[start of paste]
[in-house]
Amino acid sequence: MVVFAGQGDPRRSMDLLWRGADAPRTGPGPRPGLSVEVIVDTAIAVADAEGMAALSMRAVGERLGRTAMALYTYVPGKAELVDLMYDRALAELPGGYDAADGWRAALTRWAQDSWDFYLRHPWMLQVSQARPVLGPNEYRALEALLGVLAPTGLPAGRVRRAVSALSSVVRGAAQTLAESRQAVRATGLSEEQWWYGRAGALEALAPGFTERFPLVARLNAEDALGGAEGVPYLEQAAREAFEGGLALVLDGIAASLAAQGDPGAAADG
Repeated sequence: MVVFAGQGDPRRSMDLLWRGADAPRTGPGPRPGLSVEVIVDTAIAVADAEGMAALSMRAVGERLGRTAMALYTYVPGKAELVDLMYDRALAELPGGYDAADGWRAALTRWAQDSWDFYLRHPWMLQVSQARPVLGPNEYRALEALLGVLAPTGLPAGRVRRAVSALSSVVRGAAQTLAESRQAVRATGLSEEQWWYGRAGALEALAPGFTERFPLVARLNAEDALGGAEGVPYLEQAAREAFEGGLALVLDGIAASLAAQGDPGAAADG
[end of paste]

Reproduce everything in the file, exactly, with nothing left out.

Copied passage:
[in-house]
Amino acid sequence: MVVFAGQGDPRRSMDLLWRGADAPRTGPGPRPGLSVEVIVDTAIAVADAEGMAALSMRAVGERLGRTAMALYTYVPGKAELVDLMYDRALAELPGGYDAADGWRAALTRWAQDSWDFYLRHPWMLQVSQARPVLGPNEYRALEALLGVLAPTGLPAGRVRRAVSALSSVVRGAAQTLAESRQAVRATGLSEEQWWYGRAGALEALAPGFTERFPLVARLNAEDALGGAEGVPYLEQAAREAFEGGLALVLDGIAASLAAQGDPGAAADG
Repeated sequence: MVVFAGQGDPRRSMDLLWRGADAPRTGPGPRPGLSVEVIVDTAIAVADAEGMAALSMRAVGERLGRTAMALYTYVPGKAELVDLMYDRALAELPGGYDAADGWRAALTRWAQDSWDFYLRHPWMLQVSQARPVLGPNEYRALEALLGVLAPTGLPAGRVRRAVSALSSVVRGAAQTLAESRQAVRATGLSEEQWWYGRAGALEALAPGFTERFPLVARLNAEDALGGAEGVPYLEQAAREAFEGGLALVLDGIAASLAAQGDPGAAADG